Sure, we all know that money is the greatest social lubricant after alcohol; it greases lots of wheels and palms. I had a classmate with perfect SAT’s who was only waitlisted at the same college as one of our other classmates, a trust fund party boy with mediocre grades at best, was accepted immediately. Maybe the new building with his dad’s name on it could have helped, who knows?
Or a young man, sitting on the bottom spot on the waiting list, suddenly jumps to the #1 spot after a very generous donation to the Education Fund was made by a family member.
The difference here is that as unfair as it may seem, the school got a new building that all students could use; the donation was used to fund a scholarship program- another actual student benefited. So, while still bribery, the ultimate beneficiary was the school, not a reduced tax bill.
The desire to use big money to obtain some things that others can’t is hardly new, using graft to protect income is a creative new wrinkle.
Pigs Get Fat, But Hogs Get….
Of course, remorse and 20/20 vision come with hindsight- but too little, too late. I heard this phrase once, hated it, but remembered it: pigs get fat, hogs get slaughtered. Bad enough to attempt to corrupt the system but then to shelter those payments via charity…….that takes a particular type of character to see this as a reasonable way to go.
There are all sorts of implications, conclusions and opinions that come from these revelations, but to me, the last slap on the face was the hubris to deduct bribery and graft payments as charitable gifts- and worse, charitable gifts to benefit the educationally needy.
What does this all mean? Will it blow over until it happens again? Will it require some fundamental changes to admissions procedures and oversights?
Perhaps, but more than likely, the big profile offenders will be forced to pay fines, and may lose a business deal or 2. Eventually, though, the outrage will die down, the cheaters will go underground for a few years until a clever new way to abuse privilege and exploit good intentions can be devised.
If the payments to cover the corrupted exam proctor or compromised coach were not additionally charged off as charitable, would the crime be as great?
Yes, the charitable bit only added icing to the cake of moral compromise; it is the willingness of so many to so easily and cavalierly step on ethics and fairness in order to obtain their goals that is the root of the problem. The additional bonus of calling it charity isn’t that much further down the road of corruption.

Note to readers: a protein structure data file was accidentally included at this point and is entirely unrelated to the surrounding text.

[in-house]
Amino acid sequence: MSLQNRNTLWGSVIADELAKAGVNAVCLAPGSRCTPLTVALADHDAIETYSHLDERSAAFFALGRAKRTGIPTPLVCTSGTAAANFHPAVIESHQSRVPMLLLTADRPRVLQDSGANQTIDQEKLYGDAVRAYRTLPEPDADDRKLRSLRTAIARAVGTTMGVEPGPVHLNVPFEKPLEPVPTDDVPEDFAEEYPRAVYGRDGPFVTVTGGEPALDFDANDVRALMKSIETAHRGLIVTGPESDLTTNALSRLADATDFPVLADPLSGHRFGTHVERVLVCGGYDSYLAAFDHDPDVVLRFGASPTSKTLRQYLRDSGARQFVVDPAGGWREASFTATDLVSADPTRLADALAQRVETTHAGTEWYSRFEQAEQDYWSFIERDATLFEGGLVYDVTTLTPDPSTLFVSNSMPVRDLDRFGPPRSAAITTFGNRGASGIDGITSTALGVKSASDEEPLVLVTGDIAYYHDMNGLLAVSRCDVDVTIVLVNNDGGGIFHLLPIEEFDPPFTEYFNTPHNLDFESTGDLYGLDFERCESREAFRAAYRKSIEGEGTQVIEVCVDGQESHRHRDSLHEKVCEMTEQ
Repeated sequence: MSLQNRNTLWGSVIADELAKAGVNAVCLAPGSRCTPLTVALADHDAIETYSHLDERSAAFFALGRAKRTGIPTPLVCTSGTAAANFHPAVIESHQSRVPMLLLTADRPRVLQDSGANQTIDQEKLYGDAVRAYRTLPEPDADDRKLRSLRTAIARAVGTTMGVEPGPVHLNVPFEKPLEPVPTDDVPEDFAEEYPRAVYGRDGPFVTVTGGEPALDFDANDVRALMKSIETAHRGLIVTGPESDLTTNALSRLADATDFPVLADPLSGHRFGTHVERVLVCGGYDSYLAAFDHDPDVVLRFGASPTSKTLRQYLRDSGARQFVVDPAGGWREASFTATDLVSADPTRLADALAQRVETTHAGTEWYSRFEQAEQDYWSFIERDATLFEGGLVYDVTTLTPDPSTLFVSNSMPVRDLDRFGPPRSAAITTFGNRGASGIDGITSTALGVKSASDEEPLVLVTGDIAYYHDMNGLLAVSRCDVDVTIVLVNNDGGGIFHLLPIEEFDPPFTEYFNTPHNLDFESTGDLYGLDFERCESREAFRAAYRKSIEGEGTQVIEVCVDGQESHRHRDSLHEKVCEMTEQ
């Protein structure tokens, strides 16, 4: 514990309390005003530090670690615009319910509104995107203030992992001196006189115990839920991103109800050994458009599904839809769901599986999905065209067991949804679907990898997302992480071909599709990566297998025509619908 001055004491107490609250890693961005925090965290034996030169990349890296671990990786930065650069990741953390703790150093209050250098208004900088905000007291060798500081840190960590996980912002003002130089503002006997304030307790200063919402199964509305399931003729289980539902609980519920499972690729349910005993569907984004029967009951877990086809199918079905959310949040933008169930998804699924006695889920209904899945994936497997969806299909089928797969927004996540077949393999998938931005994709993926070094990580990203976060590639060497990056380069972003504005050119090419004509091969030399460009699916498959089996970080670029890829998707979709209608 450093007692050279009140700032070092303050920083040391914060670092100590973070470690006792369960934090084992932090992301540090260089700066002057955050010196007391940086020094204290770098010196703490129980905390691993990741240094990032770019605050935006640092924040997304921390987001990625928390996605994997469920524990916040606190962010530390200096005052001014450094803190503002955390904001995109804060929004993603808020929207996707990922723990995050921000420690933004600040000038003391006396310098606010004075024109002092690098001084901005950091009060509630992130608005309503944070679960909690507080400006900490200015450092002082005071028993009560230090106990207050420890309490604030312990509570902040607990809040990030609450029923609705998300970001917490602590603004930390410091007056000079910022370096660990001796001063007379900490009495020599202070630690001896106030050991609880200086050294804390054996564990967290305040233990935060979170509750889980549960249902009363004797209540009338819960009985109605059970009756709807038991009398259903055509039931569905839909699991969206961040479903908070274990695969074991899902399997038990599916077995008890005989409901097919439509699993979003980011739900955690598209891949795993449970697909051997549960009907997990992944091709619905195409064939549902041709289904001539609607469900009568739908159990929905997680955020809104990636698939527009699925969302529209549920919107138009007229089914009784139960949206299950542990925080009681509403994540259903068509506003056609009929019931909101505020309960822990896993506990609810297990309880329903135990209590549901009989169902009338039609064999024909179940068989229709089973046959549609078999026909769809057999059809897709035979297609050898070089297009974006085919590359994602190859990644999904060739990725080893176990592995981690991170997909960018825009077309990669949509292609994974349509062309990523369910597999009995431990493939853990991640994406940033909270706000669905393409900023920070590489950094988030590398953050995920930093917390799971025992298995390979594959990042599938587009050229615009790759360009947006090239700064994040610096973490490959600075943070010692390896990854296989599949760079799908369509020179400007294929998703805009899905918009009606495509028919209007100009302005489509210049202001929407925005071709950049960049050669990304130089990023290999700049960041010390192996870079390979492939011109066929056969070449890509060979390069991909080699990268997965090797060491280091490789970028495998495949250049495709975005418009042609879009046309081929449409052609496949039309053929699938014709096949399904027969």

One of the actresses in this case, one accused of spending $500,000 to get her kids into USC byway of the rowing program, has pled not guilty to the charges of mail, honest service and tax fraud.
Her reasoning is so utterly perfect for this case:
She thought she was only breaking rules, not laws.
- Half a million dollars to bend some rules? Really?
- Pasting face pictures over an athlete’s body to fake being a collegiate level athlete is bending the rules?
- Having someone else take tests and complete applications is just a little over the line?
Her co-conspirators didn’t warn her about the possible severity of the case.
- Money laundering
In the end, none of this is sadly surprising, and will certainly not herald then end of this kind of behavior.
It’s the cynicism of making tax deductible ‘donations’ to benefit ‘disadvantaged youth’ that galls me ost of all and for that, I do hope the book, the one no one got around to reading, gets thrown on them.
Although it might be more fitting for the punishment to be for those found guilty to fund college prep courses and tuition to real students, real disadvantaged youth, for the next 25 years.
What a great legacy that might yield.
What do you think?
Does this offend you?
Or is this business as usual?
Would love to see your comments……………
For more read this:
image credit: https://uopnews.port.ac.uk/2019/01/07/are-small-charities-vulnerable-to-fraud-risk-an-exploration-of-perceptions-around-charity-fraud-risk-and-the-factors-influencing